Swanson steps down after three seasons leading women’s golf
Update as of Aug. 19, 2021 at 10:30 p.m.: Washington University has hired Dave Reinhardt, the Bears’ former assistant golf coach, as the interim head golf coach following Mary Swanson’s departure.
Women’s golf coach Mary Swanson came to Washington University knowing that she wanted to end her collegiate coaching career with the Bears. Now, she has stepped down from her head coaching position after three years in which she mentored standouts like Annie Mascot and Caraline Oakley and led the Bears to numerous tournament victories and school records.
Swanson has accepted a position as the program director at First Tee, a golf nonprofit in the St. Louis area, and the athletic department is looking for an interim coach to fill her position ahead of the team’s first tournament on Sept. 4. Swanson is the second head coach to leave this summer, after long-time women’s soccer head coach Jim Conlon left in July to take the reins of the program at Division II powerhouse Grand Valley State University.
In her time at Wash. U., Swanson created structure and support for a program that was only 10 years old when she was hired. “Mary joined our department in the summer of 2018 and brought a love and passion for golf, for teaching and coaching her student-athletes—not merely the technical side, but the mental part of the game—and has been a good friend to all of us,” athletic department leadership wrote in a statement distributed internally during Swanson’s last week, in July.
During Swanson’s first year, the team finished 11th place at the NCAA tournament while recording the team’s lowest scoring average in program history of 310.24. Her second year, COVID-19 cut short the Bears’ season, but the team managed to win its first three tournaments of the fall season and was ranked fifth in Division III. Under Swanson’s leadership, the team also set school records for the 18-hole, 36-hole, and 54 hole scores.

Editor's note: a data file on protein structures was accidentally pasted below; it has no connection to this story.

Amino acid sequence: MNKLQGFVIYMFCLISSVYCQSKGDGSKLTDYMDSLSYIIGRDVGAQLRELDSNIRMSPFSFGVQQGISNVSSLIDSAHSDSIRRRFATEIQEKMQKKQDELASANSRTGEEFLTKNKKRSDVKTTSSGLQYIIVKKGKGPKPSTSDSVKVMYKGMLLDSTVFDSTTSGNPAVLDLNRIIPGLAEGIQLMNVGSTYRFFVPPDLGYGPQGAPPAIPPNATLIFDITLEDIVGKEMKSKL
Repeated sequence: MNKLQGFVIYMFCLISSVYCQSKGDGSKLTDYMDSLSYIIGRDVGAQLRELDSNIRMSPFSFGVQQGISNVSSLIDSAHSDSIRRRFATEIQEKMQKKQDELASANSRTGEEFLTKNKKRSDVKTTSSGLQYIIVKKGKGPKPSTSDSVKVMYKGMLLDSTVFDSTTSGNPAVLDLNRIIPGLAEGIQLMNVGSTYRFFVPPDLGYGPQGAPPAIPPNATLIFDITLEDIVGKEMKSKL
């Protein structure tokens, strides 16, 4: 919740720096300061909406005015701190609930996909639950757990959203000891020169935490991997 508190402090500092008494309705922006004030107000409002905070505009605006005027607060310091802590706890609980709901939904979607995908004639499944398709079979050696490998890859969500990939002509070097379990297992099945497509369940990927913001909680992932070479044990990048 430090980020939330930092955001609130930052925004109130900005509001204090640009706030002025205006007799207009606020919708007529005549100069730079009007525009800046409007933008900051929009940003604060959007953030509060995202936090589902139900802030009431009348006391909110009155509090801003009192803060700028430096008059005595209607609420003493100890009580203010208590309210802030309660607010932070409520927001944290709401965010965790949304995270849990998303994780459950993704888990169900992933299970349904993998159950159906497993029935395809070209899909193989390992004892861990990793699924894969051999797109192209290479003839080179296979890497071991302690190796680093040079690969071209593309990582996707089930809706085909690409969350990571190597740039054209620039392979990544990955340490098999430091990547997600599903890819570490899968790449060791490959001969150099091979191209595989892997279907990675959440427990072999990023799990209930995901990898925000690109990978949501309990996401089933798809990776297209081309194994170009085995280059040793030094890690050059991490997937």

Swanson’s last year and a half with the team was turbulent after all play in 2020 was canceled. Even after play resumed in the spring of 2021, the team faced many challenges, with athletes in and out of quarantine housing. “We try to be stabilizing forces, as coaches, and stay as consistent as we can for the players to help them feel supported,” Swanson said. “But we as coaches were juggling all these changes and what’s going on with our families at the same time—definitely challenging circumstances.”
Still, the team managed to have several standout performances, including Oakley’s first collegiate win and a team win at the Illinois College Classic. The team was led by underclassmen, including freshmen Krystina Wilson, Gwynnie Lee, and Gianna Inguagiato. Ahead of the upcoming season, Swanson also recruited three new freshmen who each bring unique assets to a young team with considerable potential ahead of a full season of play.
While the athletic department released the short statement internally, administrators have not released an external statement regarding Swanson’s departure or the search for an interim coach. It was disappointing for Swanson and created confusion for incoming recruits and teammates, she said. “I didn’t feel this appreciation necessarily from the administration as I left, after all I’ve given to the athletes and the University,” she said. “This is part of the process of moving on—just telling the story of the things I accomplished there—and it was just odd.”
Associate Director of Athletics for External Operations Chelsea Petersen told Student Life in an email that the athletic department is adopting new policies and procedures for when to post external releases, but did not provide more information. “We are certainly grateful for Mary’s leadership in our department,” Petersen wrote.
Swanson said her new position was a situation of “the right position just landing in my lap.” She will be able to help the next generation reach their golf goals but also have a different quality of life with less travel and more time with her family. She said she will also do some private coaching that satisfies her competitive spirit.
Still, Swanson will miss many elements of her collegiate coaching career, including the relationships she has built with team members. “To be a part of [student-athletes’] lives, not just for their four years but beyond, has been really special to me,” she said. “It’s really a family thing for us.”
The Bears’ first tournament of the fall, the I-70 Dual, is on Sept. 4.
Senior Sports Editor Grady Nance contributed reporting.
Correction: This story has been updated as of 10:30 p.m. on Aug. 19, 2021 to reflect that assistant coach Dave Reinhardt is staying with the team.
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